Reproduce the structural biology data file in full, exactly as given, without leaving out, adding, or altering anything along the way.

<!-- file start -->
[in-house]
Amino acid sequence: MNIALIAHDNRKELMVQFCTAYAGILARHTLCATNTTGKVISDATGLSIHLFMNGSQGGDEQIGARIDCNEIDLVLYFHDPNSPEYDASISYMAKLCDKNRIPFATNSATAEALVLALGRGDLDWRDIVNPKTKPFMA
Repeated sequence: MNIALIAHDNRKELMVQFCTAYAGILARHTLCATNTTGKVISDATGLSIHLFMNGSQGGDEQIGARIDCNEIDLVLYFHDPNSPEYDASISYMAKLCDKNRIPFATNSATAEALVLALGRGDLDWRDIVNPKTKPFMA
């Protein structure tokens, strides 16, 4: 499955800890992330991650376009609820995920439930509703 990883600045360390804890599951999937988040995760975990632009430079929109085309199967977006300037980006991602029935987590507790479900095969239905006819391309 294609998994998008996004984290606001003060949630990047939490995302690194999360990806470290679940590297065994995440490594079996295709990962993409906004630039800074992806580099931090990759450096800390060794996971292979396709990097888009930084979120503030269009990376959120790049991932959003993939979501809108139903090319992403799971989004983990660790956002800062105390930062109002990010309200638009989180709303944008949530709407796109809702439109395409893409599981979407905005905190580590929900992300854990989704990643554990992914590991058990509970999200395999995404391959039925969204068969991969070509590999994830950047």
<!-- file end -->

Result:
[in-house]
Amino acid sequence: MNIALIAHDNRKELMVQFCTAYAGILARHTLCATNTTGKVISDATGLSIHLFMNGSQGGDEQIGARIDCNEIDLVLYFHDPNSPEYDASISYMAKLCDKNRIPFATNSATAEALVLALGRGDLDWRDIVNPKTKPFMA
Repeated sequence: MNIALIAHDNRKELMVQFCTAYAGILARHTLCATNTTGKVISDATGLSIHLFMNGSQGGDEQIGARIDCNEIDLVLYFHDPNSPEYDASISYMAKLCDKNRIPFATNSATAEALVLALGRGDLDWRDIVNPKTKPFMA
């Protein structure tokens, strides 16, 4: 499955800890992330991650376009609820995920439930509703 990883600045360390804890599951999937988040995760975990632009430079929109085309199967977006300037980006991602029935987590507790479900095969239905006819391309 294609998994998008996004984290606001003060949630990047939490995302690194999360990806470290679940590297065994995440490594079996295709990962993409906004630039800074992806580099931090990759450096800390060794996971292979396709990097888009930084979120503030269009990376959120790049991932959003993939979501809108139903090319992403799971989004983990660790956002800062105390930062109002990010309200638009989180709303944008949530709407796109809702439109395409893409599981979407905005905190580590929900992300854990989704990643554990992914590991058990509970999200395999995404391959039925969204068969991969070509590999994830950047």